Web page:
formerly "The View From Up Here"

Formerly titled "The View From Up Here" this column began in the Liberty Gazette June 26, 2007.

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Wednesday, July 1, 2015

May 26, 2015 First Things First

The Liberty Gazette
May 26, 2015
Ely Air Lines
By Mike Ely and Linda Street-Ely


Linda: Often Mike narrates his romantic reflections of the life and yearning of a child who would be a pilot. Gill Wilson’s poem "First Things First" is so Mike.

Reverend Wilson was ten years old when the Wright Brothers made their first flight. He became a Presbyterian Minister – and a pilot. As an aviator he founded the Civil Air Patrol and was the first member of the 400,000 member-strong Aircraft Owners and Pilots Association.


First Things First

By Reverend Gill Robb Wilson (1893-1966)

The boundary lamps were yellow blurs
Against the winter night,
And I had checked the last ship in
And snapped the office light
And paused a while to let the ghosts
Of bygone days and men
Roam down the skies of auld lang syne
As one will now and then…
When fancy set me company
A red checked lad to stand
With questions gleaming in his eyes,
A model in his hand.

He may have been your boy or mine,
I could not clearly see,
But there was no mistaking how
His eyes were questioning me
For answers which all sons must have
Who build their toys in play,
But pow’r them in valiant dreams
And fly them far away;
So down I sat with him beside
There in the dim lit shed,
And with the ghost of better men
To check on me, I said:

"I cannot tell you, Sonny Boy,
The future of this art,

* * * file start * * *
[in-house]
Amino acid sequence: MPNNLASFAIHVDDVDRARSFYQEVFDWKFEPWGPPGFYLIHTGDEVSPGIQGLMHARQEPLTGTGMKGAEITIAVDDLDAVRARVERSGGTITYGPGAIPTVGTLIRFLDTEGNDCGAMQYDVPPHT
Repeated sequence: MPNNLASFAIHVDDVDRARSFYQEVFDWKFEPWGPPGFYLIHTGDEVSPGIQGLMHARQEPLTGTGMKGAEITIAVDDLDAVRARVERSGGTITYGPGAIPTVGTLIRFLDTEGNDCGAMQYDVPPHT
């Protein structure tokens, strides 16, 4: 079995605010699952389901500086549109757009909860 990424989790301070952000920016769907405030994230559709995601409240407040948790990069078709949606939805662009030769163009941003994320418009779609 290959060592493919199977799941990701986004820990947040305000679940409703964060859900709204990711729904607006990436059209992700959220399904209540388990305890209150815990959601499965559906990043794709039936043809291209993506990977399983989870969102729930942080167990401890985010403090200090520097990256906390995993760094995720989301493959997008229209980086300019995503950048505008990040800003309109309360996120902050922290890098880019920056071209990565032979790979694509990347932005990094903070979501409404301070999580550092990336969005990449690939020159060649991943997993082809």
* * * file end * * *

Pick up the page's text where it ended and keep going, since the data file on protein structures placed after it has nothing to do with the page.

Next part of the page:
But one thing I can show you, lad,
An old time pilot’s heart;
And you may judge what flight may give
Or hold in store for you
By knowing how true pilots feel
About the work they do;
And only he who dedicates
His life to some ideal
Becomes as one with his dreams
His future will reveal.

Not one of whose wings are dust
Would call his bargain in,
Not one of us would welsh his part
To save his bloomin’ skin,
Not one would wish to walk again
Unless allowed to throw
His heart into the thing he loved
And go as he would go;
Not one would change for gold or pow’r
Nor fun nor love nor fame,
The part he played and price he paid
In making good the game.

And of the living …none, not one,
Regrets the scars he bears,
The sheer uncertainty of plans,
The poverty he shares,
Remitted price for one mistake
That checks a bright career,
The shattered hopes, the scant rewards,
The future never clear:
And of the living …none, not one,
Who truly loves the sky,
Would trade a hundred earthbound hours
For one that he could fly.

If that sleek model in your hand,
Which you have brought to me,
Most represents the things you love,
The thing you want to be,
Then, you will fill your curly head
With knowledge, fact and lore,
For there is no short cut which leads
To aviation’s door;
And only those whose zeal is proved
By patient toil and will
Shall ever have a part to play
Or have a place to fill."

And suddenly the lad was gone
On wings I could not hear;
But from afar off came his voice,
In studied tones and clear,
A prophet’s message simply told
For this is what he said
And why his hand will someday lead
Formations overhead:
"Who wants to fly has got to know:
Now two times two is four:
I’ve got to learn the first things first!"
…I closed the hangar door.

www.ElyAirLines.blogspot.com

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